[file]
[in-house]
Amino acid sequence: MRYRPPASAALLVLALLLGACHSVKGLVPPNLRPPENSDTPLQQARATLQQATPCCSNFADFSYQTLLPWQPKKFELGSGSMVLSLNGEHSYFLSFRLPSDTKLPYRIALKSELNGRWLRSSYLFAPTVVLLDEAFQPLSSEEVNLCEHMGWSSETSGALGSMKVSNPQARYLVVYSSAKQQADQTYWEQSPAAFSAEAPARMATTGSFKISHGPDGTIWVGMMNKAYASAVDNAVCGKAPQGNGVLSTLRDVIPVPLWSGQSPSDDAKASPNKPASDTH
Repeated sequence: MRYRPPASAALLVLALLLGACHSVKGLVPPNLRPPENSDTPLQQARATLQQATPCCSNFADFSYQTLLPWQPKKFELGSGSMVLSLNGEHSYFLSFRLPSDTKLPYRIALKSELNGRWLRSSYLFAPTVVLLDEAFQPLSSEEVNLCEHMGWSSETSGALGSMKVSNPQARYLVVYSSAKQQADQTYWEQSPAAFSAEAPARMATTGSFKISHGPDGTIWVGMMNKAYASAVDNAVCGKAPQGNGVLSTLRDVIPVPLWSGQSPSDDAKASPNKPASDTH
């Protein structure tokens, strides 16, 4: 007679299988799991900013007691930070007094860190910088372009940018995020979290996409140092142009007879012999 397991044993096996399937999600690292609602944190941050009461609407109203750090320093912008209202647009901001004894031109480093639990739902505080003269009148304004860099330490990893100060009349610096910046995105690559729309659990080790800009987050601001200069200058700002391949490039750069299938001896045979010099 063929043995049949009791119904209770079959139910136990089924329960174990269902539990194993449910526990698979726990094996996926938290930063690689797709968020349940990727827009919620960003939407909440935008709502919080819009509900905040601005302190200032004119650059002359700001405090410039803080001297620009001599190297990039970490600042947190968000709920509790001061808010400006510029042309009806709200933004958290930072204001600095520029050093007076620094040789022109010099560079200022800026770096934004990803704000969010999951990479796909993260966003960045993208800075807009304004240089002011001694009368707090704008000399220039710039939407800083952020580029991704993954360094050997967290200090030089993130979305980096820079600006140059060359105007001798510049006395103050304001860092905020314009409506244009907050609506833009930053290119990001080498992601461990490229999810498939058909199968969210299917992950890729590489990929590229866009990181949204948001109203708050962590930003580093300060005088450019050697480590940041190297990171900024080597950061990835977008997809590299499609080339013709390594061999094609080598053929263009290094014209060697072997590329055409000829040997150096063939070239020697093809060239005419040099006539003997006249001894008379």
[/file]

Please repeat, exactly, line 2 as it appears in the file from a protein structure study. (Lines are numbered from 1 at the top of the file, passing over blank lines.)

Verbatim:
Amino acid sequence: MRYRPPASAALLVLALLLGACHSVKGLVPPNLRPPENSDTPLQQARATLQQATPCCSNFADFSYQTLLPWQPKKFELGSGSMVLSLNGEHSYFLSFRLPSDTKLPYRIALKSELNGRWLRSSYLFAPTVVLLDEAFQPLSSEEVNLCEHMGWSSETSGALGSMKVSNPQARYLVVYSSAKQQADQTYWEQSPAAFSAEAPARMATTGSFKISHGPDGTIWVGMMNKAYASAVDNAVCGKAPQGNGVLSTLRDVIPVPLWSGQSPSDDAKASPNKPASDTH